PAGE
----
And, really, that number was a mere nine players as Gian Clavell was suspended following an arrest for false imprisonment. Clavell sat out the first nine games of the year and then was reinstated, with the charges later being dropped.

What Clavell – a redshirt senior who was also once a JUCO transfer and who was injured last year – did on the court this season was superb, and he clearly deserved the honor of Player of the Year. First and foremost, with only seven players on the team for most of conference play, Clavell’s importance was easy to see.

Clavell provided the spark Colorado State needed on both ends of the floor. When he injured his shoulder and opted for surgery last year, he became extremely vocal on the bench. He continued that leadership on and off the floor this season; Clavell led by example on the defensive end by giving all-out effort and he simply took over on the offensive end, at times.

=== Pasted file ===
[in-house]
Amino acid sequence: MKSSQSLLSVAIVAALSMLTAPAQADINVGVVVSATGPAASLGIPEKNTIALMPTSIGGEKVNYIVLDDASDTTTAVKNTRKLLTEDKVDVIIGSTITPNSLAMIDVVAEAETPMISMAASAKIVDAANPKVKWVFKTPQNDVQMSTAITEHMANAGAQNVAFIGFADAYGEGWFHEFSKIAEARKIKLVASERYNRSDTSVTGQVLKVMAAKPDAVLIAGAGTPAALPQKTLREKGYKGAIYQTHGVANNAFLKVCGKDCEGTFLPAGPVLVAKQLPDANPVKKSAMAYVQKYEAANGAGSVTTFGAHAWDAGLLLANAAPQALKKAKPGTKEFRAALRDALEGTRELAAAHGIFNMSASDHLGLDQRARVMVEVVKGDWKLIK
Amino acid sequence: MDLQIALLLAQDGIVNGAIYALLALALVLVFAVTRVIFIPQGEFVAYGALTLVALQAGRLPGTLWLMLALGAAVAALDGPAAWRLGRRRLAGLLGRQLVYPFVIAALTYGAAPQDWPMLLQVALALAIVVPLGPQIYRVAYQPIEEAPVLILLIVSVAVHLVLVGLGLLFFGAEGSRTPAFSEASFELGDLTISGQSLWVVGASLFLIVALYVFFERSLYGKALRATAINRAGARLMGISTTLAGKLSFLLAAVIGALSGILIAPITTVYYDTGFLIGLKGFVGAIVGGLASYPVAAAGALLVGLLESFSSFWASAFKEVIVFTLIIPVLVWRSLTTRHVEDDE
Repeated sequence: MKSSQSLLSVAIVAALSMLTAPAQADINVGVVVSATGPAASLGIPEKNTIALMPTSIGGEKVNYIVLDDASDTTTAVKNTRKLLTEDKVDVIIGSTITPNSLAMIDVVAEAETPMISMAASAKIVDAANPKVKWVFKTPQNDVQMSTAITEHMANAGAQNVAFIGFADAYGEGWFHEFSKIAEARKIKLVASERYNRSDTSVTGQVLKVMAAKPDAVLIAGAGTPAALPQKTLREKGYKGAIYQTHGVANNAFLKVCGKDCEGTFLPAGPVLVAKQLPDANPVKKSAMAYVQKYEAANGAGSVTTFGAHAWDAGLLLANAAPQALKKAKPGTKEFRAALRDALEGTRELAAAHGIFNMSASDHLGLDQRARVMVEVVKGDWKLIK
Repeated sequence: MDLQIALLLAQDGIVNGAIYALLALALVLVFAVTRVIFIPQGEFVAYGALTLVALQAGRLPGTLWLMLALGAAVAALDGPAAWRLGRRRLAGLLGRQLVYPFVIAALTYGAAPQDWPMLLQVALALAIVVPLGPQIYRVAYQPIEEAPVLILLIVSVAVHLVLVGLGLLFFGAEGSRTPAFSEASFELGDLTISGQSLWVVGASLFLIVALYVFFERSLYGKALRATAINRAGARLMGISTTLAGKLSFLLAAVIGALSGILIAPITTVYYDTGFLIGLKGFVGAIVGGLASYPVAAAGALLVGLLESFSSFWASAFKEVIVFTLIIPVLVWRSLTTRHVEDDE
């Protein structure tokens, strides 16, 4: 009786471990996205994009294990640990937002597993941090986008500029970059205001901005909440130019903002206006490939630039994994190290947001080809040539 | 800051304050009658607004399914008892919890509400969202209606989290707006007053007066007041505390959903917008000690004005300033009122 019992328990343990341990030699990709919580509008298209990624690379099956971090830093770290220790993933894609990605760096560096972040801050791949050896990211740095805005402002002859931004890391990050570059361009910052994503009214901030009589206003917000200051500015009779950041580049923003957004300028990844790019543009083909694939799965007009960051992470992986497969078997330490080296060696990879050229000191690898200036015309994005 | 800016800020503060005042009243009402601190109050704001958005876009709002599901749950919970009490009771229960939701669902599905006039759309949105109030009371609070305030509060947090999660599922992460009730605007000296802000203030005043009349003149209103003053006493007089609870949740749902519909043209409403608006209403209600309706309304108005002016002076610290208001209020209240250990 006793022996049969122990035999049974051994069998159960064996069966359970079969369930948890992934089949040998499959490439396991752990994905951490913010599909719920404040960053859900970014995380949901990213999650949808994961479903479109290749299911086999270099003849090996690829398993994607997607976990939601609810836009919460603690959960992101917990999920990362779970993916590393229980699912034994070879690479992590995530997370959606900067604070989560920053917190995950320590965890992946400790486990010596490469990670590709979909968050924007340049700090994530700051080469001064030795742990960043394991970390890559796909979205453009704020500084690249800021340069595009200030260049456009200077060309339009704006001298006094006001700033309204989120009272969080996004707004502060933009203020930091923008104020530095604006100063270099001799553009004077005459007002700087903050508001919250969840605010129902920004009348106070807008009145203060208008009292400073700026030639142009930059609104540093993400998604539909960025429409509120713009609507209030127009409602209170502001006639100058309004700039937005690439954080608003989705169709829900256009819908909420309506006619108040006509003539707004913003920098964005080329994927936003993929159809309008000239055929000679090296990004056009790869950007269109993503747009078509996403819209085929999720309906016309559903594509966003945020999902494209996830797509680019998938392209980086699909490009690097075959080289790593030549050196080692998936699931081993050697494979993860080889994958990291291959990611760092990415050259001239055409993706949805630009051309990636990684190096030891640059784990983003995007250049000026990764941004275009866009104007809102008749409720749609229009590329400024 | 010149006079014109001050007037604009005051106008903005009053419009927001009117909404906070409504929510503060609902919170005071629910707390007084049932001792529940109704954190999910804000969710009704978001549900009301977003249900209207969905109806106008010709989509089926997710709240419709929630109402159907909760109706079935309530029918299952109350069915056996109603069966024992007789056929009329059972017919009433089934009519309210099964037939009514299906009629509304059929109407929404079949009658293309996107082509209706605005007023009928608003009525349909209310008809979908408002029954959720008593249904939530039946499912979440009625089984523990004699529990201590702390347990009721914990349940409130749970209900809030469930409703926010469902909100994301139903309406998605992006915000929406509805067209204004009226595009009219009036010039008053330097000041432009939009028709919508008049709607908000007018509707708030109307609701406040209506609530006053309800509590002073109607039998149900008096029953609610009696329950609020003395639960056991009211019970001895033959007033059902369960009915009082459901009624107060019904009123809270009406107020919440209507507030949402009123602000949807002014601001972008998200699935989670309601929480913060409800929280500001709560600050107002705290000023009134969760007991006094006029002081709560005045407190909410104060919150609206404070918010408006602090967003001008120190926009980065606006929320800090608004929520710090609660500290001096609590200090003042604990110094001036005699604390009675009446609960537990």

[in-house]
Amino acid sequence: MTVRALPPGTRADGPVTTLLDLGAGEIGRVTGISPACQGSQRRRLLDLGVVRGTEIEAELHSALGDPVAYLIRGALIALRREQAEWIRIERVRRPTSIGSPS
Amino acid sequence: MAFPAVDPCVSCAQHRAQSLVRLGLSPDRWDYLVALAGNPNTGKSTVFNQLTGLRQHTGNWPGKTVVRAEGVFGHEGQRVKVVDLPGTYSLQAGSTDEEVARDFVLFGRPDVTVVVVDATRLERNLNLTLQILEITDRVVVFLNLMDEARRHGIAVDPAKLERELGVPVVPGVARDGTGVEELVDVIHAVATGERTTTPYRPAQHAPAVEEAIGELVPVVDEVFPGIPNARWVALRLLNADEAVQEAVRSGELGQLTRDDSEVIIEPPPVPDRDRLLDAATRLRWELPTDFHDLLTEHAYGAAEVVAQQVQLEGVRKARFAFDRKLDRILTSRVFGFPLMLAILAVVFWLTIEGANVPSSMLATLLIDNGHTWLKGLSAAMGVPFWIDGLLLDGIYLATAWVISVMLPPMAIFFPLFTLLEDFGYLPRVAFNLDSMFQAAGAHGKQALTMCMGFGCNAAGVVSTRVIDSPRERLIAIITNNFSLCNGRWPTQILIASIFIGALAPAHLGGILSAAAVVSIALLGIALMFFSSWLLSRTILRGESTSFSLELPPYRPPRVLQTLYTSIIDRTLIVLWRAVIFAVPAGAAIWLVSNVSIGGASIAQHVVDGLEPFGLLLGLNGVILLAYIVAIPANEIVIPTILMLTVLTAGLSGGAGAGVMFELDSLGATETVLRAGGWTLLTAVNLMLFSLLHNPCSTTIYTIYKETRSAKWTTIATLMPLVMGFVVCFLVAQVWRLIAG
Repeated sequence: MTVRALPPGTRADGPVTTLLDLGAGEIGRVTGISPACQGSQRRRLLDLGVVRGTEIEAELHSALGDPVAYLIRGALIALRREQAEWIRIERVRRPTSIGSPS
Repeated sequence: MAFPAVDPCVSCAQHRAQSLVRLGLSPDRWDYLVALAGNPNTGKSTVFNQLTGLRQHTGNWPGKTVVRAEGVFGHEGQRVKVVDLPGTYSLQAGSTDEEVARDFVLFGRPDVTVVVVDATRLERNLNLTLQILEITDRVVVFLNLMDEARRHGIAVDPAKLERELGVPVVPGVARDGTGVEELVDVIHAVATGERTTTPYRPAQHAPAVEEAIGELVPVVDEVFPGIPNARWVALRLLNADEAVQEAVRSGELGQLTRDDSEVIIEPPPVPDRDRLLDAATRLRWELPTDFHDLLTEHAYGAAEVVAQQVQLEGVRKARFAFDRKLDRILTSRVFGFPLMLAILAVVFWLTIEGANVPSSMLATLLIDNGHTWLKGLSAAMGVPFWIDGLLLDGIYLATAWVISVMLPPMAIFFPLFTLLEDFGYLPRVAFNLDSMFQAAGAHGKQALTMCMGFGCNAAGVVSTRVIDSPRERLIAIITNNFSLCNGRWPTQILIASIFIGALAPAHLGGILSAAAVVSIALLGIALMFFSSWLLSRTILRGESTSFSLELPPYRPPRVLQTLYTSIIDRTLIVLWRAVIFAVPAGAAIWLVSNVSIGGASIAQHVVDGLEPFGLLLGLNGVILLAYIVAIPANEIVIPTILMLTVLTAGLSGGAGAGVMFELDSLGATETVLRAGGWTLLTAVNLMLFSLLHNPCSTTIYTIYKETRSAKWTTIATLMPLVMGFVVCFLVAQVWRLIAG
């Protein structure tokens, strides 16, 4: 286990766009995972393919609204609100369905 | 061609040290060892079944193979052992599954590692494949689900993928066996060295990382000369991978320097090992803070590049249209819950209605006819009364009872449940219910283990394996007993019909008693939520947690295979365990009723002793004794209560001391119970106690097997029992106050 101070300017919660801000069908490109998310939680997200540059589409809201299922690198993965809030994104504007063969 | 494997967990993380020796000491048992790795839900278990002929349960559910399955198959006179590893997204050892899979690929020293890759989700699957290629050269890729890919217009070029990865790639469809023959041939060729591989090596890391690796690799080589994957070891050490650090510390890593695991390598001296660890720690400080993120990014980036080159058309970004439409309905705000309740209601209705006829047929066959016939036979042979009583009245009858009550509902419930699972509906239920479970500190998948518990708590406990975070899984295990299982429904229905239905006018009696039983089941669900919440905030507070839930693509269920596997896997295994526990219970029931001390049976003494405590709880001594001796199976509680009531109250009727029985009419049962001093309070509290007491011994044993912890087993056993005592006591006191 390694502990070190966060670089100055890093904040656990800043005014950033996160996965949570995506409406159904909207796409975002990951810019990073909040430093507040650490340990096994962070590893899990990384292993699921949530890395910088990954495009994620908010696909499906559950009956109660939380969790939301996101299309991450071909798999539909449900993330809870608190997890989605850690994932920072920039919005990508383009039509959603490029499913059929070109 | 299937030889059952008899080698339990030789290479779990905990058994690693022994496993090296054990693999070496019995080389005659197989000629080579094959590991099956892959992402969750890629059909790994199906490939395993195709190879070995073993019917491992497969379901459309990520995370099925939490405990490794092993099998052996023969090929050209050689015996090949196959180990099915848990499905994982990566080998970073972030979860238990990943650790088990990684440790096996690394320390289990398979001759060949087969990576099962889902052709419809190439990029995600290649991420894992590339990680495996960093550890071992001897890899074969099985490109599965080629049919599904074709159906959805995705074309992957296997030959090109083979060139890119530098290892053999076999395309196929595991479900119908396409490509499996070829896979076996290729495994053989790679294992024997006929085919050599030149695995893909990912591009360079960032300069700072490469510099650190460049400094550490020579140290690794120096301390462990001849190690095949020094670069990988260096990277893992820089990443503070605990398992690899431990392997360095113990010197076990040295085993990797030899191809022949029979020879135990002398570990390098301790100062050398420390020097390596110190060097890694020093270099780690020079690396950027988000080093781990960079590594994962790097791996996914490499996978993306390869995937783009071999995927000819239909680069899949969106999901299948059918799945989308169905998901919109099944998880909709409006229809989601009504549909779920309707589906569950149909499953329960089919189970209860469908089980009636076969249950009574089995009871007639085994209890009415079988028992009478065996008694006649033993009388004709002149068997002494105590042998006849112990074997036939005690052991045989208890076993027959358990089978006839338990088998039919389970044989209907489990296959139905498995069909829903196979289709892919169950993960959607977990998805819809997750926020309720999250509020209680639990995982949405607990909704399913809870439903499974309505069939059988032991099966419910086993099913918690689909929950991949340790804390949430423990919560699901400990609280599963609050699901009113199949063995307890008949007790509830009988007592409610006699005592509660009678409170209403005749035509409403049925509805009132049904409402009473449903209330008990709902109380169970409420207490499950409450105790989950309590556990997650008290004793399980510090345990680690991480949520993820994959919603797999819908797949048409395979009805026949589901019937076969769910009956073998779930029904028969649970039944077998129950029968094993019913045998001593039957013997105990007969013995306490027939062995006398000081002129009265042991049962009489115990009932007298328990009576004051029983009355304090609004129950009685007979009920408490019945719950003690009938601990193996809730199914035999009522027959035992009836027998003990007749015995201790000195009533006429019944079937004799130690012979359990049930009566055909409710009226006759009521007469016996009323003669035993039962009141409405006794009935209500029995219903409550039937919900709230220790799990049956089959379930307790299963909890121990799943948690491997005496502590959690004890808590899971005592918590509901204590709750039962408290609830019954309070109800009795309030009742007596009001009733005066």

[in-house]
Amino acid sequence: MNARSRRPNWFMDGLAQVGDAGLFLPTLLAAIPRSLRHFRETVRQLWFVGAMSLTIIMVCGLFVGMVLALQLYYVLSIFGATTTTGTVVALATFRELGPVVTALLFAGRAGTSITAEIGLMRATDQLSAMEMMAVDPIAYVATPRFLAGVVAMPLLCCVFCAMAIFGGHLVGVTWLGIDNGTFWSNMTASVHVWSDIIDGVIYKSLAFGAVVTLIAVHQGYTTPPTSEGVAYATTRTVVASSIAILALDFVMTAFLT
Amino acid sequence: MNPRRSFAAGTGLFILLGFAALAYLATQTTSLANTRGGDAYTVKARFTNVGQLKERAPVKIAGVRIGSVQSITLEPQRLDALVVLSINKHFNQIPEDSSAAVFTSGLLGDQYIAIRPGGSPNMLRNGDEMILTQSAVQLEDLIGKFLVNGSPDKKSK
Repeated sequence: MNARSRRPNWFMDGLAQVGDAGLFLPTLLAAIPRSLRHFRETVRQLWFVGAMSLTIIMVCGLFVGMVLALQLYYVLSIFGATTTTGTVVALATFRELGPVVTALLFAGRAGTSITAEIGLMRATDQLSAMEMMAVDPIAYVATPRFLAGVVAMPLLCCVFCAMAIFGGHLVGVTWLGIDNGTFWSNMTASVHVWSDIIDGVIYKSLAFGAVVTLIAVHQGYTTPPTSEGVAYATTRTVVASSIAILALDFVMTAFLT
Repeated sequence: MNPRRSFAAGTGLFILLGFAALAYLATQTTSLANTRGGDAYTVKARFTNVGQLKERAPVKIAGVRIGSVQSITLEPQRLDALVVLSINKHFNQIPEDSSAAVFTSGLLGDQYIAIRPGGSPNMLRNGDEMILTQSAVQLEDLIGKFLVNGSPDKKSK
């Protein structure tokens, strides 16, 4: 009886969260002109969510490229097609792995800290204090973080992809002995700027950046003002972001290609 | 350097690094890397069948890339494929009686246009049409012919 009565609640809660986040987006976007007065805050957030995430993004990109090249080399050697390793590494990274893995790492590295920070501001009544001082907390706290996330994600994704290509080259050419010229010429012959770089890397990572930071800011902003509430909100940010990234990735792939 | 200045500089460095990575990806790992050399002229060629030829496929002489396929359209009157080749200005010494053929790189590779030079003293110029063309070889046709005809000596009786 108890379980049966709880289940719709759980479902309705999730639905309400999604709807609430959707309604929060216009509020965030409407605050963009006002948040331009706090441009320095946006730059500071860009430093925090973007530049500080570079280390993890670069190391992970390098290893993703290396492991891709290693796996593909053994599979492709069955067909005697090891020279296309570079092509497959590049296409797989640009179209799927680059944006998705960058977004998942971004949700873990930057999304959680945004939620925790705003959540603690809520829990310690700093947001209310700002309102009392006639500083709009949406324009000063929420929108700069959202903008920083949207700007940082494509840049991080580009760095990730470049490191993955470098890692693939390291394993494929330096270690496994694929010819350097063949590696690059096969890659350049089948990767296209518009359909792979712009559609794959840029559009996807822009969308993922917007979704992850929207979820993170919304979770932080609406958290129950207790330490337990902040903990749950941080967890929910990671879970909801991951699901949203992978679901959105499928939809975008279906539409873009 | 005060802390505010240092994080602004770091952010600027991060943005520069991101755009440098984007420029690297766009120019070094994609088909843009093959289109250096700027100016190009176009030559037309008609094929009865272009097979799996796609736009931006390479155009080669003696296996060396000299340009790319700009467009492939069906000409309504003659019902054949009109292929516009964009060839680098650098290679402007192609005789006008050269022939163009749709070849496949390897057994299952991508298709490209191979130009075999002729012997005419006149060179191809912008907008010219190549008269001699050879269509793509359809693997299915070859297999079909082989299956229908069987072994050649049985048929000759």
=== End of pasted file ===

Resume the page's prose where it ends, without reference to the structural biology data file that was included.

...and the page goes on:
Clavell finished the year averaging 19.5 points per game on the season, which is second-best in the Mountain West, while his 6.3 rebounds per contest rank eighth-best. In conference play only, he scored 21.2 per game, a Mountain West best, with 6.9 boards. A volume shooter, Clavell hoisted a ton of jumpers for the Rams this season, especially in the second halves of games. Maybe one of his most valuable aspects from a team perspective is his ability to allow teammates – namely Omogbo and Nixon – to get it going in the first half only for Clavell to take over in down the stretch.